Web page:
Helpful Links:

Return To: BLM, Mother Lode Field Office

PINE HILL PRESERVE'S RARE PLANTS

The mission of the Pine Hill Preserve is to conserve in perpetuity the rare plant species and plant communities of the western El Dorado County gabbro soil formation.  Located in western El Dorado County, Pine Hill Preserve is home to a collection of eight rare plant species. 

  • El Dorado bedstraw
  • Pine Hill Ceanothus
  • Pine Hill Flannelbush
  • Stebbins' morning-glory
  • Layne's butterweed
  • Red Hill soaproot
  • El Dorado mule-ears
  • Bisbee Peak rush-rose

These plants grow in a roughly oval area centering on Green Valley Road and stretching from Folsom Lake in the north to Highway 50 in the south. The entire preserve encompasses 4,746 acres under Federal, State and County ownership, and 3,362 of these acres are included in an area designated for the recovery of five federally listed plants.

THE PARTNERSHIP

The Pine Hill Preserve is operated under a cooperative management agreement between the following agencies and organizations: 

  • California Department of Fish and Wildlife
  • California Department of Forestry and Fire Protection
  • El Dorado County
  • El Dorado County Water Agency
  • El Dorado Irrigation District
  • U.S Bureau of Land Management
  • U.S.Bureau of Reclamation
  • U.S. Fish and Wildlife Service
  • American River Conservancy

For more information please contact:

Graciela Hinshaw, Preserve Manager
By e-mail: ghinshaw@blm.gov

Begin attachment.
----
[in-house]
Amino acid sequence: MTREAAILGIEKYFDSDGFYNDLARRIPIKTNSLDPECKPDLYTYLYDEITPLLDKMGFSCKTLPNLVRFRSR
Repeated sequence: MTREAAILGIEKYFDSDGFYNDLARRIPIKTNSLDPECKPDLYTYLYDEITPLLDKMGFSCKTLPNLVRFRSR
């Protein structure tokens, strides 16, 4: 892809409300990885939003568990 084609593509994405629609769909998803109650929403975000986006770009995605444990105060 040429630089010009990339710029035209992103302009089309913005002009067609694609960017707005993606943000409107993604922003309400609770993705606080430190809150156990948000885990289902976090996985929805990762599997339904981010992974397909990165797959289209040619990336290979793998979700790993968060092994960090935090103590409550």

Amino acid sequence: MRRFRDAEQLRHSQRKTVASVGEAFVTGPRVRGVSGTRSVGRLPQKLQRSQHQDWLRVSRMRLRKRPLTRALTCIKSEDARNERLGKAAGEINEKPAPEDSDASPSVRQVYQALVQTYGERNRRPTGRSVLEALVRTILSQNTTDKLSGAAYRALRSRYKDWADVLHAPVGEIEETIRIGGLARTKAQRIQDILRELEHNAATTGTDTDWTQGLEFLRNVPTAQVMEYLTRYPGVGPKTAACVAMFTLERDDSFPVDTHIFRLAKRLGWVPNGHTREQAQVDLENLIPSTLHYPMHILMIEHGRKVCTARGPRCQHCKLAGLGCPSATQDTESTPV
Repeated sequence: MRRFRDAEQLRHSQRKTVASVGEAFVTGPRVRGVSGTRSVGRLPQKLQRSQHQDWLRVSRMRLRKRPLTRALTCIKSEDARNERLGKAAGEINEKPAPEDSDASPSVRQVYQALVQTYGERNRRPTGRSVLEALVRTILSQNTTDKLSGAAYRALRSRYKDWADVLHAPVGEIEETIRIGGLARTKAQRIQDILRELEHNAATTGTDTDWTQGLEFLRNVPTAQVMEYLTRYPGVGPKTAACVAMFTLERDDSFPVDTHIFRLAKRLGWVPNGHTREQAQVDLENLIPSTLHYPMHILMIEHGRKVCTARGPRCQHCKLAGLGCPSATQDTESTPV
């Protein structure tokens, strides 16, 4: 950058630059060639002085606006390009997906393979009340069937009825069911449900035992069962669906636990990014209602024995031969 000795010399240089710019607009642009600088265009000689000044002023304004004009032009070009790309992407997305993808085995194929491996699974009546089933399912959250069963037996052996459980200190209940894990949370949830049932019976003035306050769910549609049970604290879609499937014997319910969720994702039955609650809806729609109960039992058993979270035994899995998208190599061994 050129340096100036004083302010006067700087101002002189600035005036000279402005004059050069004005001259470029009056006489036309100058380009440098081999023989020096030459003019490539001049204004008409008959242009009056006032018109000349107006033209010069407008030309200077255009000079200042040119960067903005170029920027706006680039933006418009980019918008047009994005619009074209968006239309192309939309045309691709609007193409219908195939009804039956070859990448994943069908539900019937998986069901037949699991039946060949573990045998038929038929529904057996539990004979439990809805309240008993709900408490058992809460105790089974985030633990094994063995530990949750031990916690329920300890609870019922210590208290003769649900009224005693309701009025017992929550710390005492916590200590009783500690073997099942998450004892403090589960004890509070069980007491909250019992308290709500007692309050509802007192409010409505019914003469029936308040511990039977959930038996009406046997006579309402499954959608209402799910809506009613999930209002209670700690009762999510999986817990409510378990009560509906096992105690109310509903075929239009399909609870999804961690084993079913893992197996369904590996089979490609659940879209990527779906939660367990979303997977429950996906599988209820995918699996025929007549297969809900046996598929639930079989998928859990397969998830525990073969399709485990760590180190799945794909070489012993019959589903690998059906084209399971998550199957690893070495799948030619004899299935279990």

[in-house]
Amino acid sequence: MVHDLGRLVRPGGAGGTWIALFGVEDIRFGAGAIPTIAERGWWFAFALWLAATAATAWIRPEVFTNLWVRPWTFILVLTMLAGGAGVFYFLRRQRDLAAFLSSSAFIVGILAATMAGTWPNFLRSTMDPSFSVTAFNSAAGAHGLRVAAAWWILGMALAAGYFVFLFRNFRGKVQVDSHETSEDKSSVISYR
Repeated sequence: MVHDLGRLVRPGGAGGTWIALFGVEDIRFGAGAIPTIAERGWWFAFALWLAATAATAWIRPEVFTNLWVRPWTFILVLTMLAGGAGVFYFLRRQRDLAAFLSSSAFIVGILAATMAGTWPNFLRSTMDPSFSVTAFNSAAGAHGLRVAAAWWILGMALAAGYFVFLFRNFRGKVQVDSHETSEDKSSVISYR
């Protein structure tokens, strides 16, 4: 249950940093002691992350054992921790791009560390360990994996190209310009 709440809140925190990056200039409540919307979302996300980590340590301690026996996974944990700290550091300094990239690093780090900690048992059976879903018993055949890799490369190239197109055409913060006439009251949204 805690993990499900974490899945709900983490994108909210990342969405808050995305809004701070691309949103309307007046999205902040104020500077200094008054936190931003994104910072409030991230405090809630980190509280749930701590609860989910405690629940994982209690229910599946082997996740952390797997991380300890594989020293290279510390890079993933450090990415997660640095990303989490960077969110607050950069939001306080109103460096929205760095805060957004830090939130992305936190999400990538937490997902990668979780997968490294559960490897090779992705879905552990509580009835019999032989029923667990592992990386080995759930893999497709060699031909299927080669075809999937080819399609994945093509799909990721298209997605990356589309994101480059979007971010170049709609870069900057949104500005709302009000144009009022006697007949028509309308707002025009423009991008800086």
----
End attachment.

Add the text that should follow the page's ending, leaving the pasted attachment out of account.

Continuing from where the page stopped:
By phone: (916) 941-3134

KANAKA VALLEY

The Kanaka Valley is 695-acres of diverse plant and animal habitat. The property provides a wildlife corridor that links federal and state public lands along the South Fork American River and protected lands of the Pine Hill Preserve. There are 269 acres of blue oak woodland, interior live oak woodland and valley oakwoodland as well as 24 acres of riparian habitat along Jill’s Creek and Crocker Creek. In 107 acres of annual grasslands, wildflowers make a seasonal appearance.

Kanaka Valley also contains 295 acres of chaparral, which provides habitat for seven rare plants, including four federally listed plant species. Kanaka Valley was brought into federal ownership in February 2010 through a cooperative acquisition process to preserve riparian, hardwood and oak woodland habitat as well as to help protect populations of federally listed plant species.

What you need to know:

  • Campfires are not allowed
  • Overnight camping is not allowed
  • Target shooting, plinking, and similar activities are not allowed
  • Recreational gold seeking - Hands and Pans only.  No mining claims.
  • Horseback riding, mountain bikes and other non-motorized travel - on designated trails only
  • Recreationists with dogs should follow the El Dorado County Leash Law
  • Firewood permits - issued on a case by case basis
  • Special Recreation Use Permit - issued on a case by case basis
  • Leave No Trace - Pack it in, Pack it out

Hunting is allowed only with the following: 

  • Bow and arrows
  • Smoothbore shotguns
  • Muzzle loaders - only after fire season is declared over by BLM
  • Air guns of .22 caliber or less

Hunting for bear, squirrels, rabbits, jackrabbits, waterfowl, furbearers, or non-game species is not allowed.

Hunting is restricted to deer and turkey in the fall season, deer during the summer archery-only season, quail and mourning doves in the fall season, and turkey under a special spring lottery hunt.